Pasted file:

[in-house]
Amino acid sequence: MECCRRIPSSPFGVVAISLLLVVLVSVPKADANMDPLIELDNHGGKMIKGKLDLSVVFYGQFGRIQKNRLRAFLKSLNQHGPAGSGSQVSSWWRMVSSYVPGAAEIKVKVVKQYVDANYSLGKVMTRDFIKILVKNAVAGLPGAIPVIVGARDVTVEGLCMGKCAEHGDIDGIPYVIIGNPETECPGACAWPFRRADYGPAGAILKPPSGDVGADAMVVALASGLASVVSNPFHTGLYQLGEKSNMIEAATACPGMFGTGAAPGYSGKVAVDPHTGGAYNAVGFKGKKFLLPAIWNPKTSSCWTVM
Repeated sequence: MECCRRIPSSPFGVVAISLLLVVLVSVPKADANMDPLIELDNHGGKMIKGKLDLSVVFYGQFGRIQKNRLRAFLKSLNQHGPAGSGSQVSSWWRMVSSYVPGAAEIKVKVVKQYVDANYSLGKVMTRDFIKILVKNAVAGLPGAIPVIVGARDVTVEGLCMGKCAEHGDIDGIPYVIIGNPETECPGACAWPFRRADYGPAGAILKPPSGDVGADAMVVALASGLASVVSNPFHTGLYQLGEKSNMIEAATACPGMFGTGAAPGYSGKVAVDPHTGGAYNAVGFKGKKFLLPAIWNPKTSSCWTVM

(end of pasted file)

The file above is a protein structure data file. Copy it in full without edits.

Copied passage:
[in-house]
Amino acid sequence: MECCRRIPSSPFGVVAISLLLVVLVSVPKADANMDPLIELDNHGGKMIKGKLDLSVVFYGQFGRIQKNRLRAFLKSLNQHGPAGSGSQVSSWWRMVSSYVPGAAEIKVKVVKQYVDANYSLGKVMTRDFIKILVKNAVAGLPGAIPVIVGARDVTVEGLCMGKCAEHGDIDGIPYVIIGNPETECPGACAWPFRRADYGPAGAILKPPSGDVGADAMVVALASGLASVVSNPFHTGLYQLGEKSNMIEAATACPGMFGTGAAPGYSGKVAVDPHTGGAYNAVGFKGKKFLLPAIWNPKTSSCWTVM
Repeated sequence: MECCRRIPSSPFGVVAISLLLVVLVSVPKADANMDPLIELDNHGGKMIKGKLDLSVVFYGQFGRIQKNRLRAFLKSLNQHGPAGSGSQVSSWWRMVSSYVPGAAEIKVKVVKQYVDANYSLGKVMTRDFIKILVKNAVAGLPGAIPVIVGARDVTVEGLCMGKCAEHGDIDGIPYVIIGNPETECPGACAWPFRRADYGPAGAILKPPSGDVGADAMVVALASGLASVVSNPFHTGLYQLGEKSNMIEAATACPGMFGTGAAPGYSGKVAVDPHTGGAYNAVGFKGKKFLLPAIWNPKTSSCWTVM